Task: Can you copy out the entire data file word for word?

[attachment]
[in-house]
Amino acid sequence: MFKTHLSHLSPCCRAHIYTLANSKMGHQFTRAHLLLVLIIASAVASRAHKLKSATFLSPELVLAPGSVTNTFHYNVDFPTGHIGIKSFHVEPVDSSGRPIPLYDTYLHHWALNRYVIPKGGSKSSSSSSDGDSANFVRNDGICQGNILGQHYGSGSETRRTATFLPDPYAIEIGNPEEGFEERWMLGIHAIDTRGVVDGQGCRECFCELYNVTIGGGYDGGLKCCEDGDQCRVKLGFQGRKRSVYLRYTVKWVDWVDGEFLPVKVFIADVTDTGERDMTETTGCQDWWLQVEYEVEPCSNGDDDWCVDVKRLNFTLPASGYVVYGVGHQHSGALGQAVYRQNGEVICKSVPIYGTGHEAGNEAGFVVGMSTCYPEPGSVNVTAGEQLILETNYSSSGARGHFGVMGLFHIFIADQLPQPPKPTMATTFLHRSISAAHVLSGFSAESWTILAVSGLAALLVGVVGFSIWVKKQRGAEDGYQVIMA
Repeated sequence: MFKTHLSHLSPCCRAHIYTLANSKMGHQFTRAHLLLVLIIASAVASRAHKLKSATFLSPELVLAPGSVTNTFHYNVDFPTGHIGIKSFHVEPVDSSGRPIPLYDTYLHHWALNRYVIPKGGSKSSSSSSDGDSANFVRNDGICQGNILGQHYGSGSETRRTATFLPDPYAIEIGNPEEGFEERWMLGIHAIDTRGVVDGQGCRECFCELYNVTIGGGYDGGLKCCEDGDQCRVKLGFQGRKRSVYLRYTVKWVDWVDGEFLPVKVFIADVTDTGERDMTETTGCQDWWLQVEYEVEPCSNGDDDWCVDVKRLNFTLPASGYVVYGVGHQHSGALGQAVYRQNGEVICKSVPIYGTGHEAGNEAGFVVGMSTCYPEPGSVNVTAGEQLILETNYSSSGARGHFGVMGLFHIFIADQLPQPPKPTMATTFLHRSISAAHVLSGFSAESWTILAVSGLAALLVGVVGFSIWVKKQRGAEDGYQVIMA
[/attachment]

[in-house]
Amino acid sequence: MFKTHLSHLSPCCRAHIYTLANSKMGHQFTRAHLLLVLIIASAVASRAHKLKSATFLSPELVLAPGSVTNTFHYNVDFPTGHIGIKSFHVEPVDSSGRPIPLYDTYLHHWALNRYVIPKGGSKSSSSSSDGDSANFVRNDGICQGNILGQHYGSGSETRRTATFLPDPYAIEIGNPEEGFEERWMLGIHAIDTRGVVDGQGCRECFCELYNVTIGGGYDGGLKCCEDGDQCRVKLGFQGRKRSVYLRYTVKWVDWVDGEFLPVKVFIADVTDTGERDMTETTGCQDWWLQVEYEVEPCSNGDDDWCVDVKRLNFTLPASGYVVYGVGHQHSGALGQAVYRQNGEVICKSVPIYGTGHEAGNEAGFVVGMSTCYPEPGSVNVTAGEQLILETNYSSSGARGHFGVMGLFHIFIADQLPQPPKPTMATTFLHRSISAAHVLSGFSAESWTILAVSGLAALLVGVVGFSIWVKKQRGAEDGYQVIMA
Repeated sequence: MFKTHLSHLSPCCRAHIYTLANSKMGHQFTRAHLLLVLIIASAVASRAHKLKSATFLSPELVLAPGSVTNTFHYNVDFPTGHIGIKSFHVEPVDSSGRPIPLYDTYLHHWALNRYVIPKGGSKSSSSSSDGDSANFVRNDGICQGNILGQHYGSGSETRRTATFLPDPYAIEIGNPEEGFEERWMLGIHAIDTRGVVDGQGCRECFCELYNVTIGGGYDGGLKCCEDGDQCRVKLGFQGRKRSVYLRYTVKWVDWVDGEFLPVKVFIADVTDTGERDMTETTGCQDWWLQVEYEVEPCSNGDDDWCVDVKRLNFTLPASGYVVYGVGHQHSGALGQAVYRQNGEVICKSVPIYGTGHEAGNEAGFVVGMSTCYPEPGSVNVTAGEQLILETNYSSSGARGHFGVMGLFHIFIADQLPQPPKPTMATTFLHRSISAAHVLSGFSAESWTILAVSGLAALLVGVVGFSIWVKKQRGAEDGYQVIMA